Brooks Brothers Files for Bankruptcy, Seeks Buyer

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Storied menswear retailer Brooks Brothers — which has dressed 40 U.S. presidents in its 200-year history — filed for bankruptcy today, the latest retailer to do so during the coronavirus pandemic.

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The retailer submitted Chapter 11 proceedings in a Delaware court this morning, with both assets and liabilities listed as between $500 million to $1 billion, according to court records. Brooks Brothers plans to seek a new buyer during the bankruptcy.

“Our priority is to start this important chapter with a new owner that has appreciation for the Brooks Brothers legacy, a vision for its future and aligns with our core values and culture,” Claudio Del Vecchio, the CEO and owner of Brooks Brothers, said in a statement. “Prior to COVID-19, we were already conducting an evaluation of various strategic options to position the company for future success in a rapidly transforming retail environment, including a potential sale of the business. Industry headwinds were only intensified by the pandemic.”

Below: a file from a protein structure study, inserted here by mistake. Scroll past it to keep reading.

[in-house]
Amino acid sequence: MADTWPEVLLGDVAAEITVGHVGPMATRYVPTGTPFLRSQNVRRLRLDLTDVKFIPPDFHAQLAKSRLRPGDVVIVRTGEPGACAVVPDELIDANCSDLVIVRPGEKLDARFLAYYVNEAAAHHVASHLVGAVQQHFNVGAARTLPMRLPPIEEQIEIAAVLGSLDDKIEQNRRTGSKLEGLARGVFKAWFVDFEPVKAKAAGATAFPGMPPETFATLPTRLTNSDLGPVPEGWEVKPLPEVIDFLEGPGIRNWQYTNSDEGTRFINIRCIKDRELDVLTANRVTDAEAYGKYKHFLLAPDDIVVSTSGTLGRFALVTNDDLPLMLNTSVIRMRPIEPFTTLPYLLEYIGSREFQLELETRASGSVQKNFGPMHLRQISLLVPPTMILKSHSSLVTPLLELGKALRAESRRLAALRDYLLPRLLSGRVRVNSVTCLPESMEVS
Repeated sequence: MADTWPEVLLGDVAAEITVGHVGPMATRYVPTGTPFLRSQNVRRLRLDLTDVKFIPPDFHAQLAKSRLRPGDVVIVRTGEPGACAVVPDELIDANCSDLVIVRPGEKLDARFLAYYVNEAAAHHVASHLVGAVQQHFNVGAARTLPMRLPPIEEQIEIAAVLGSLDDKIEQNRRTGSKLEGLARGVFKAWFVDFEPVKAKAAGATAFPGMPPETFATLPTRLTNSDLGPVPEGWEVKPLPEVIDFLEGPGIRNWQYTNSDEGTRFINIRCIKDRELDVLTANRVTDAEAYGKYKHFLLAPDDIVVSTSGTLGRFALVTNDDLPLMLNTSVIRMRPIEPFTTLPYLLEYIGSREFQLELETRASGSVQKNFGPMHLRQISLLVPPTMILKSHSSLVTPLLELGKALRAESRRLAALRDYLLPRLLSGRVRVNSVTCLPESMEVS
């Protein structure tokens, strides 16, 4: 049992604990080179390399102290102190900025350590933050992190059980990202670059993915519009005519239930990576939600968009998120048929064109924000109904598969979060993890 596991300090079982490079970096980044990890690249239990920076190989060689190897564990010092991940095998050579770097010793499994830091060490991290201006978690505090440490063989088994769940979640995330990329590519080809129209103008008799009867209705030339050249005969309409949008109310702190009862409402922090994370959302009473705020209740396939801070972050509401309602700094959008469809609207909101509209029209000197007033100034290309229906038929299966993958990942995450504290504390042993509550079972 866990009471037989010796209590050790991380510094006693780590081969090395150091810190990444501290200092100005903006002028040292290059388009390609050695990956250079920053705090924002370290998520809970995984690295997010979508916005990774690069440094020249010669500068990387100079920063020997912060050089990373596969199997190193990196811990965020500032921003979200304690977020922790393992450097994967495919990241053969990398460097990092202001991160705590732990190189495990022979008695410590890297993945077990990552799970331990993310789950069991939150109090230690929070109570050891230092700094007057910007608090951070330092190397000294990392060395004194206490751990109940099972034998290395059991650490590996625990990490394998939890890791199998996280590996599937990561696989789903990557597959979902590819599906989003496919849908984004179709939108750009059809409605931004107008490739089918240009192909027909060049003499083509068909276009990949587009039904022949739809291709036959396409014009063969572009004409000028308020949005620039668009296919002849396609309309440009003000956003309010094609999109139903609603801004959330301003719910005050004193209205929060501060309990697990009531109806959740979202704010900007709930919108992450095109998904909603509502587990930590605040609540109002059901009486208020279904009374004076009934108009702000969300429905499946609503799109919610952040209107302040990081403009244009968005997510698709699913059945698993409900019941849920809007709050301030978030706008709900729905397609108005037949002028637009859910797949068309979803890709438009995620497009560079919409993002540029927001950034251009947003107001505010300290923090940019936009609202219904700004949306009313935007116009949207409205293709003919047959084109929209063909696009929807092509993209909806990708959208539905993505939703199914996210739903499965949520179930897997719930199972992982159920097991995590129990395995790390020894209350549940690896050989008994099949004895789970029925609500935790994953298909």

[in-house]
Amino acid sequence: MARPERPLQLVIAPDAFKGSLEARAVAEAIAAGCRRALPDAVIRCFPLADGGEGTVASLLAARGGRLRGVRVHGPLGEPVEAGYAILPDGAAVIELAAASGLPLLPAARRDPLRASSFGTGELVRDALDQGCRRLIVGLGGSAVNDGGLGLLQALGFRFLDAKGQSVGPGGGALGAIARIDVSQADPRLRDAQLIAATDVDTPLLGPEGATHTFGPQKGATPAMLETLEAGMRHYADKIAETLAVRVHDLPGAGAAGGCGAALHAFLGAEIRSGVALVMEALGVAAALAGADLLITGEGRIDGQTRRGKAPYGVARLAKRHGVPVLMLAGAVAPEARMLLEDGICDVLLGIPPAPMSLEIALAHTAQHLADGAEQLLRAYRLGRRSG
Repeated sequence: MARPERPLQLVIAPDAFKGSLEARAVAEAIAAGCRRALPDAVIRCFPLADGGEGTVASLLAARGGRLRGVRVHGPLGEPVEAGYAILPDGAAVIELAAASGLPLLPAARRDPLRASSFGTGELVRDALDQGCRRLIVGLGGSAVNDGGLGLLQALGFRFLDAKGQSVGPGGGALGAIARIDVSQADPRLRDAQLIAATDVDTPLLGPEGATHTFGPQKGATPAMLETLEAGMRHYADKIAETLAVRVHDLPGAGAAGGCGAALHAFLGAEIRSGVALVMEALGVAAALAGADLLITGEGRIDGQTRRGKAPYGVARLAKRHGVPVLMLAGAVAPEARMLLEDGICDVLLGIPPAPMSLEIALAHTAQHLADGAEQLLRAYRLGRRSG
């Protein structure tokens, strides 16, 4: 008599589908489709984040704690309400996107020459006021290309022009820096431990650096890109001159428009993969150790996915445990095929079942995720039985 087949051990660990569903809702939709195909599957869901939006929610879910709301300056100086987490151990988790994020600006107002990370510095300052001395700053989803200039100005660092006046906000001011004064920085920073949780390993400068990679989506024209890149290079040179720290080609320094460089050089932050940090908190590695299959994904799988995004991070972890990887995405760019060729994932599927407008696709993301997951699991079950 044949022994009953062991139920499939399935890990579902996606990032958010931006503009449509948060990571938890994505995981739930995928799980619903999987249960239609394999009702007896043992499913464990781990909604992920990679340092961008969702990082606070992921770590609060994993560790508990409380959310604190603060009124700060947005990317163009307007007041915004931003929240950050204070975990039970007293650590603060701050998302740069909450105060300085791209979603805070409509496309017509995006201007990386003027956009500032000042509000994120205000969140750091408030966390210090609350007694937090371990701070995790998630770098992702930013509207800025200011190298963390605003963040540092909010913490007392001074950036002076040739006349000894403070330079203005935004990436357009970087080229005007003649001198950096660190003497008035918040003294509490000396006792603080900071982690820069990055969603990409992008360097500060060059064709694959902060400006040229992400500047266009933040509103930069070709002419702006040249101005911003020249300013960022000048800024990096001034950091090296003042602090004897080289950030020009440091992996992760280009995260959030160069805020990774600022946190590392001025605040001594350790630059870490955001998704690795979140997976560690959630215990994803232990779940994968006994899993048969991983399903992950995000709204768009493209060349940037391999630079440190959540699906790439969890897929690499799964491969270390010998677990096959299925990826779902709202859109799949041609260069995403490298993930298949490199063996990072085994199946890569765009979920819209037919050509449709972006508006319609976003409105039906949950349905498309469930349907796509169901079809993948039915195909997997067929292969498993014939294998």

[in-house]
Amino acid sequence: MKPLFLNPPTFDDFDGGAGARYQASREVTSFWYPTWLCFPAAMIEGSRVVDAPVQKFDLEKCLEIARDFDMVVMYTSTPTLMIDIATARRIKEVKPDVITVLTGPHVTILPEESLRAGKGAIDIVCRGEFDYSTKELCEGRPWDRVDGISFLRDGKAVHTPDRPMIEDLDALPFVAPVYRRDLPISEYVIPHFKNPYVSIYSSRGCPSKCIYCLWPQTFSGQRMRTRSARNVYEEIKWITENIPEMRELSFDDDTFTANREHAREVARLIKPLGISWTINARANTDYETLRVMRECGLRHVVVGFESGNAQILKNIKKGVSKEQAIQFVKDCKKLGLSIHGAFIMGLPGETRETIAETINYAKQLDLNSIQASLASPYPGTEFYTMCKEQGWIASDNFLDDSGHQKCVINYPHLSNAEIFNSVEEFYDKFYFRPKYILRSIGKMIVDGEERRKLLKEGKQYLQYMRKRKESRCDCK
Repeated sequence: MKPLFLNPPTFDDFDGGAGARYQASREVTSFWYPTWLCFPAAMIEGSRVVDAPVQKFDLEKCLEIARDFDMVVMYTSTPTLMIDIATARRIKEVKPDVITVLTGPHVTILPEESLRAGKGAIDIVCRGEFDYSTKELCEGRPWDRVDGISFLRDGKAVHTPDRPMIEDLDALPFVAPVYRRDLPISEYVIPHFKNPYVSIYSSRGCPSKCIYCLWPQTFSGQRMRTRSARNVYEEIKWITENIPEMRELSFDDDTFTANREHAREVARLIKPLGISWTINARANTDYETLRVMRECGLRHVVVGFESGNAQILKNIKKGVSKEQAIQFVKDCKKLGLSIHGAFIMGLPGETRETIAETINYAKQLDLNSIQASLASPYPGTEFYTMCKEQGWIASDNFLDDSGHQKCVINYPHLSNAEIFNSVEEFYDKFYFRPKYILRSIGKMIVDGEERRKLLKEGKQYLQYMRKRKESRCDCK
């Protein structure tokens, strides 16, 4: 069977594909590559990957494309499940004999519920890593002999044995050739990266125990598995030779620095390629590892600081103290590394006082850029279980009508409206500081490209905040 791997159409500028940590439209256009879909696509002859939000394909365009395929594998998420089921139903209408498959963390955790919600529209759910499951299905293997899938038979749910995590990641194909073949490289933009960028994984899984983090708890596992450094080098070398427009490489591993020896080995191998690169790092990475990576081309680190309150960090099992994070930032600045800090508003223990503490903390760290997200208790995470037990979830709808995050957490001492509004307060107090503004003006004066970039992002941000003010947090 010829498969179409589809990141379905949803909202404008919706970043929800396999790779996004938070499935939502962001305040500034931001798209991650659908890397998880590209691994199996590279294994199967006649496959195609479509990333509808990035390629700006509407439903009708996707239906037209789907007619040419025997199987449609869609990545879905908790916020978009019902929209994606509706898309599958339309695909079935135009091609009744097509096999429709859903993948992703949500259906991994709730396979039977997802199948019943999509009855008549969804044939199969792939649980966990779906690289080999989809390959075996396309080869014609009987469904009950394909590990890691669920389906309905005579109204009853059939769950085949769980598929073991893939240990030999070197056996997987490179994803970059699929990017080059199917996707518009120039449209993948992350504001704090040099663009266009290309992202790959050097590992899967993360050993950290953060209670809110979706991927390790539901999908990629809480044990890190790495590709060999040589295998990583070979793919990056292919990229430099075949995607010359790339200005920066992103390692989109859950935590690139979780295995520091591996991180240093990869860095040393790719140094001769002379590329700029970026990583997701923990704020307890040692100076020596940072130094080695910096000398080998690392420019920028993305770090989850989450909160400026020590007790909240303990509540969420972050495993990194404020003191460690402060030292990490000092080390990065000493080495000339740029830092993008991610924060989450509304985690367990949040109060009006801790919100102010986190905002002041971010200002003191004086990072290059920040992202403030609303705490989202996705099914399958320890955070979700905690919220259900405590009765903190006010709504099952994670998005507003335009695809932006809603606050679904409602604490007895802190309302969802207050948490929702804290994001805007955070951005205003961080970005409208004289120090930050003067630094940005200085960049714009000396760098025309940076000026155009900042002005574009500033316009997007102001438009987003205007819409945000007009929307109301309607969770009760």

Brooks Brothers was able to secure $75 million in financing from WHP Global to continue operation during the proceedings, according to the company. 

It already started closing 51 of its nearly 200 U.S. stores because of the coronavirus pandemic and is considering shuttering others, according to the company. It also plans to stop manufacturing at its factories in Massachusetts, North Carolina and New York by Aug. 15.

Brooks Brothers has struggled in recent years as office workers started to dress more casually, and Del Vecchio started looking for a buyer last year.

Its fate got much bleaker during COVID-19, which forced workers out of the office and into their homes, ditching suits in the process, and it has been inching toward filing for bankruptcy for months, The New York Times reported. It laid off nearly 700 employees of its 4,025 workforce in June, according to the Times.

Brooks Brothers was founded in 1818 as the H. & D.H. Brooks & Co. clothing store in Manhattan. It has dressed everybody from Wall Street workers to Abraham Lincoln, who was wearing a Brooks Brothers coat when he was assassinated in 1865, according to Brooks Brothers’ website. Del Vecchio, whose father Leonardo Del Vecchio founded eyewear giant Luxottica, bought the menswear purveyor for $225 million in 2001 from British company Marks & Spencer, the Times reported.

Retailers were already dealing with a punishing decade of competition from online retailers, and the coronavirus pandemic, which forced many to shutter their doors for months, exacerbated their problems.

J. Crew, Neiman Marcus, JCPenney, Aldo, True Religion and John Varvatos are among the retailers to file for bankruptcy during the pandemic. Home-decor chain Pier 1 Imports announced in May that it will go out of business and permanently shutter its nearly 540 stores around the country.